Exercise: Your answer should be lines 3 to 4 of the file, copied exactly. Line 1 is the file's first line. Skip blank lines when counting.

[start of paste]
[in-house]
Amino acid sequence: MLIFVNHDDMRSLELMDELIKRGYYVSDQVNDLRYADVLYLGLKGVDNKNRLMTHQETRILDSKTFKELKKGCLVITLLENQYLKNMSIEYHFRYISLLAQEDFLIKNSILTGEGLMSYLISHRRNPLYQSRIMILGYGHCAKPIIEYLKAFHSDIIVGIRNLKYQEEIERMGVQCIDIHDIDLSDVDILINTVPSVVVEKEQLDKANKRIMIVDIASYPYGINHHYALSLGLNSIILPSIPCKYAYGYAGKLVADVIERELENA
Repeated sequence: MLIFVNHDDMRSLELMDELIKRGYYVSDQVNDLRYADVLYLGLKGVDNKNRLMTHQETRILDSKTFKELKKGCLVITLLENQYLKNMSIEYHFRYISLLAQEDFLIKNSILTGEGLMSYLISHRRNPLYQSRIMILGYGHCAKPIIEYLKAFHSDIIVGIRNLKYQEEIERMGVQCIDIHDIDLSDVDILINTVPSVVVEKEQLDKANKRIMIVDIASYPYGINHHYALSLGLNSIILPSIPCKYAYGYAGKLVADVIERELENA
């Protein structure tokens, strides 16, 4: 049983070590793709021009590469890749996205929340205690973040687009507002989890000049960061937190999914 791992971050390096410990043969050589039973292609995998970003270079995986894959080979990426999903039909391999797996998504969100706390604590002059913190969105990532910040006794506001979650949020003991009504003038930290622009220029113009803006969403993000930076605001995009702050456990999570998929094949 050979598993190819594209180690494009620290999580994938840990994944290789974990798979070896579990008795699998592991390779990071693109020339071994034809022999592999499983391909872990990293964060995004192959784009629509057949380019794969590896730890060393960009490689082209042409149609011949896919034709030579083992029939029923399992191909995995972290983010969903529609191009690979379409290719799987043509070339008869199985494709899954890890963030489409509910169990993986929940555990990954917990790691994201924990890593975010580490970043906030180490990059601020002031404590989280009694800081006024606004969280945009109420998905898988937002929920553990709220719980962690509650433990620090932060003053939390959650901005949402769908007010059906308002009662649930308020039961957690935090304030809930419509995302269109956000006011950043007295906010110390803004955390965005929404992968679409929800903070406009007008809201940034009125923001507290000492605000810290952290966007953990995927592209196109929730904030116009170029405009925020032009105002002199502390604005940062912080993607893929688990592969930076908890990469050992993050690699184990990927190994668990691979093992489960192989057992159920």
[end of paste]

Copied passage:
Repeated sequence: MLIFVNHDDMRSLELMDELIKRGYYVSDQVNDLRYADVLYLGLKGVDNKNRLMTHQETRILDSKTFKELKKGCLVITLLENQYLKNMSIEYHFRYISLLAQEDFLIKNSILTGEGLMSYLISHRRNPLYQSRIMILGYGHCAKPIIEYLKAFHSDIIVGIRNLKYQEEIERMGVQCIDIHDIDLSDVDILINTVPSVVVEKEQLDKANKRIMIVDIASYPYGINHHYALSLGLNSIILPSIPCKYAYGYAGKLVADVIERELENA
């Protein structure tokens, strides 16, 4: 049983070590793709021009590469890749996205929340205690973040687009507002989890000049960061937190999914 791992971050390096410990043969050589039973292609995998970003270079995986894959080979990426999903039909391999797996998504969100706390604590002059913190969105990532910040006794506001979650949020003991009504003038930290622009220029113009803006969403993000930076605001995009702050456990999570998929094949 050979598993190819594209180690494009620290999580994938840990994944290789974990798979070896579990008795699998592991390779990071693109020339071994034809022999592999499983391909872990990293964060995004192959784009629509057949380019794969590896730890060393960009490689082209042409149609011949896919034709030579083992029939029923399992191909995995972290983010969903529609191009690979379409290719799987043509070339008869199985494709899954890890963030489409509910169990993986929940555990990954917990790691994201924990890593975010580490970043906030180490990059601020002031404590989280009694800081006024606004969280945009109420998905898988937002929920553990709220719980962690509650433990620090932060003053939390959650901005949402769908007010059906308002009662649930308020039961957690935090304030809930419509995302269109956000006011950043007295906010110390803004955390965005929404992968679409929800903070406009007008809201940034009125923001507290000492605000810290952290966007953990995927592209196109929730904030116009170029405009925020032009105002002199502390604005940062912080993607893929688990592969930076908890990469050992993050690699184990990927190994668990691979093992489960192989057992159920």